4On the left is Thaniel Ion Lee’s Dice Painting number 1, 2013, enamel on board. In the foreground is Richard Campbell’s Buddy. In the window is Carrie Burr’s Larry, 2017, photograph on polymire. The long painting is Carlos Gamez de Francisco’s Hippopotamus, 2012, India ink, oil, pencil on canvas. Beneath it is Gibbs Rounsavall’s Transition #2,2018, enamel on paper. The photographic series is Surrender, 2015, by Leslie Lyons.
9Larry Shapin and Ladonna Nicolas stand in front of Vian Sora’s Purification, 2013, Plexiglass, pigments, inks and oil on canvas.
5On the top left is Albertus Gorman’s The Golden Hour, 2017, dye sublimation on aluminum. Beneath it is Matt Gatton’s Self-Portrait, 2018, dye sublimation of photosculpture on aluminum. In the hall, from top left, are Gaela Erwin’s S.P.: Mystic Marriage of St. Catherine, oil on linen on panel, and Suzanne Enriquez Dougherty’s Female Study, 2008, oil on board. On the right, at top, are Andrea Stanislav’s Untitled, 2009, glitter, print assemblage; Don Ater’s John Lennon is Available, 1972, photograph; and Jill Baker’s Lavender Fields at St. Remy, 1998, watercolor.6Natasha Sud’s Native, 2015, assemblage on wood is on the left. At the top is Petersen Thomas’ Lorain County Sky, 2013, acrylic on canvas. Beneath it is Sarah Lasley’s Goodbye Brooklyn, 2009, oil on canvas. On the right is Drura Parrish’s LOT Cob, 2010, silkscreen on paper.7The sculpture on the left is William Fisher’s Family, 1990, painted steel. The large painting is Bob Higgins’ Homage to de Kooning, acrylic on board. Beneath it is Nathaniel Hendrickson’s Monkey Meat, 2013, yard, cardboard cylinder. High on the wall is Bryce Hudson’s Boundaries, 2004, acrylic on canvas. On the right is Devon Murphy’s Constraint, 2017, graphite on Tyvek. The sculpture is Chris Radtke’s Reach, 2008, oak, shattered tempered glass. Above the Radtke are two 2014 photographs by Leslie Lyons, from left, Before and After.8William Ciccariello’s Black Mushroom, 1998, oil on board, hangs above the sink.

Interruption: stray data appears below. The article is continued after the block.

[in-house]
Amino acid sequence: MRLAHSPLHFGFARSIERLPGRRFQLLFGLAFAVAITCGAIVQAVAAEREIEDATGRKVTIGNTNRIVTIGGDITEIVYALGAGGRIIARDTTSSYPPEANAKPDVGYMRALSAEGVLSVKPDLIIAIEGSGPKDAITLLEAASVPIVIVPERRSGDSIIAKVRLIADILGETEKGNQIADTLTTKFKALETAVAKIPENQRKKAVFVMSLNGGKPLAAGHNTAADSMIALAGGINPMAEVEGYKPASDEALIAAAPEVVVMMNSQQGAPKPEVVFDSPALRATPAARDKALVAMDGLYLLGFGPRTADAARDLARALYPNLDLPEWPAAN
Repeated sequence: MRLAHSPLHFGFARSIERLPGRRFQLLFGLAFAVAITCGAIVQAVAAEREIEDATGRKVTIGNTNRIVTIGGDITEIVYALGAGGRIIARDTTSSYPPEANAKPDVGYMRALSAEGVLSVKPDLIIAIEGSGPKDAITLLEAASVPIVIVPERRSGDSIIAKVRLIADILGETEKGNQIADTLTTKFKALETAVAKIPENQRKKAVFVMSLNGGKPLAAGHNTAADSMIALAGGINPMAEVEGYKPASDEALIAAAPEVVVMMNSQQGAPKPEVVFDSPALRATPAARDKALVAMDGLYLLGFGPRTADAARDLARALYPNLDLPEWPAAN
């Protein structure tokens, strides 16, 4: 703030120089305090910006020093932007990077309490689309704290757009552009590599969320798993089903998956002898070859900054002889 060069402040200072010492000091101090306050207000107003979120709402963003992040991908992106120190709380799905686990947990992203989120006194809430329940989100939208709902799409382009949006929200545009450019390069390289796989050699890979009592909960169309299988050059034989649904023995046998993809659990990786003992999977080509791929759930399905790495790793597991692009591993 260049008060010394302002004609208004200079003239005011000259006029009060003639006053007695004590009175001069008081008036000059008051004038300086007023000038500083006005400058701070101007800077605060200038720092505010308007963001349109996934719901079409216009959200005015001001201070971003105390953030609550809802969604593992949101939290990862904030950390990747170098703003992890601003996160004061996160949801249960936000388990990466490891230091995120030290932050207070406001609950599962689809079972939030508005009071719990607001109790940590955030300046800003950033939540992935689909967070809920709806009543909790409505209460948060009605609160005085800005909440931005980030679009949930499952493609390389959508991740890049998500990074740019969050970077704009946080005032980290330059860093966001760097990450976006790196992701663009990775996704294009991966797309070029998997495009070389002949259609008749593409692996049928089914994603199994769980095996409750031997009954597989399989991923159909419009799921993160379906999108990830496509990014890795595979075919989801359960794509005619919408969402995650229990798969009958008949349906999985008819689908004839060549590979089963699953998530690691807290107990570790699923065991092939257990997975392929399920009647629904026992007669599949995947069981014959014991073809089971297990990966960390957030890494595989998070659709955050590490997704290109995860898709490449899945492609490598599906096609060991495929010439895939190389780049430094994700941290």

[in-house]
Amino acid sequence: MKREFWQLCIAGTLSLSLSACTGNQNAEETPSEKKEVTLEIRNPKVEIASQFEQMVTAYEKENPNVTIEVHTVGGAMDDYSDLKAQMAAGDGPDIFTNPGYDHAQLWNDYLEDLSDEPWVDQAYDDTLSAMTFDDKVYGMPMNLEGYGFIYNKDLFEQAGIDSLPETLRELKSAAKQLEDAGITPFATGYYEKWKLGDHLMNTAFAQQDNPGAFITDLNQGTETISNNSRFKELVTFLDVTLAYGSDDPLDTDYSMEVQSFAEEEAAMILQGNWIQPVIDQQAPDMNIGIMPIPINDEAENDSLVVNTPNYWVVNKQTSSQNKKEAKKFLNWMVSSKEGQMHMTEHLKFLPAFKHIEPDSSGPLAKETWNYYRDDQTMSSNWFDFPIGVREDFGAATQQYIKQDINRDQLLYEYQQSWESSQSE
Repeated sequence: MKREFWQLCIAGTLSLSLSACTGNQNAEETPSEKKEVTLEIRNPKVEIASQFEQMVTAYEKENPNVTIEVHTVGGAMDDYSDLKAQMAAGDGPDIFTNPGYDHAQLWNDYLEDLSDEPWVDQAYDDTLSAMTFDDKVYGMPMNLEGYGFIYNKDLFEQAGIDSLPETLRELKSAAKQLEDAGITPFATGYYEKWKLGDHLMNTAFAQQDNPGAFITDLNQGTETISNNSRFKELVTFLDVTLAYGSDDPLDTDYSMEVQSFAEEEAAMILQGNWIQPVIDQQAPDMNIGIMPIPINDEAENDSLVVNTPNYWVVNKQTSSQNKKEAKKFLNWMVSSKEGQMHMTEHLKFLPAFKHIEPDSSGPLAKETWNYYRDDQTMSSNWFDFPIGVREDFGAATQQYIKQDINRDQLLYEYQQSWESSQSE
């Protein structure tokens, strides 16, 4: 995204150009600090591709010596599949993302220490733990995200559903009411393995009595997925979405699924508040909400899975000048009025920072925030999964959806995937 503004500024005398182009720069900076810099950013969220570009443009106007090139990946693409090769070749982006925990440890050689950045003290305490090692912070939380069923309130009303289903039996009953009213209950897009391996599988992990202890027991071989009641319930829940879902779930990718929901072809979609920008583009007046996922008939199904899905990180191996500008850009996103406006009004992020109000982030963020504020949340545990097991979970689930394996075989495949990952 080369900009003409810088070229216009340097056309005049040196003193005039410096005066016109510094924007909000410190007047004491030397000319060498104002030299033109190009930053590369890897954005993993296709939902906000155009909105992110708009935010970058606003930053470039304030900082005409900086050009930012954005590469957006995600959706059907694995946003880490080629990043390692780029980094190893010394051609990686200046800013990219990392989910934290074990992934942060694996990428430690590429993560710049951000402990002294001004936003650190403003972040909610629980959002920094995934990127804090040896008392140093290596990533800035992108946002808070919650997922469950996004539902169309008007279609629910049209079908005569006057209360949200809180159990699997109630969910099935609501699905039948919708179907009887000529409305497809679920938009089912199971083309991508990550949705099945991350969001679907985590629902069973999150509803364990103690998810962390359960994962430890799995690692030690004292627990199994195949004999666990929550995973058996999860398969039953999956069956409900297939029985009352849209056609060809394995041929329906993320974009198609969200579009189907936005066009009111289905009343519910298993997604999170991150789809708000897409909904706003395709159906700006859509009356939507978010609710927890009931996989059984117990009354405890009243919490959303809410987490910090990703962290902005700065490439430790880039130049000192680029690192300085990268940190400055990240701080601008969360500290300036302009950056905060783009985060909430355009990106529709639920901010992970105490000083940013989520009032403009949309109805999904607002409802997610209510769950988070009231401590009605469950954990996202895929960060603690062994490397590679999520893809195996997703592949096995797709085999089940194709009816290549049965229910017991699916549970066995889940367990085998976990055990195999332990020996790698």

John O’Hern, who has retired after 30 years in the museum business, specifically as the Executive Director and Curator of the Arnot Art Museum, Elmira, N.Y., is the originator of the internationally acclaimed Representing Representation exhibitions which promote realism in its many guises. John was chair of the Artists Panel of the New York State Council on the Arts. He writes for gallery publications around the world, including regular monthly features on Art Market Insights and on Sculpture in Western ArtCollector magazine.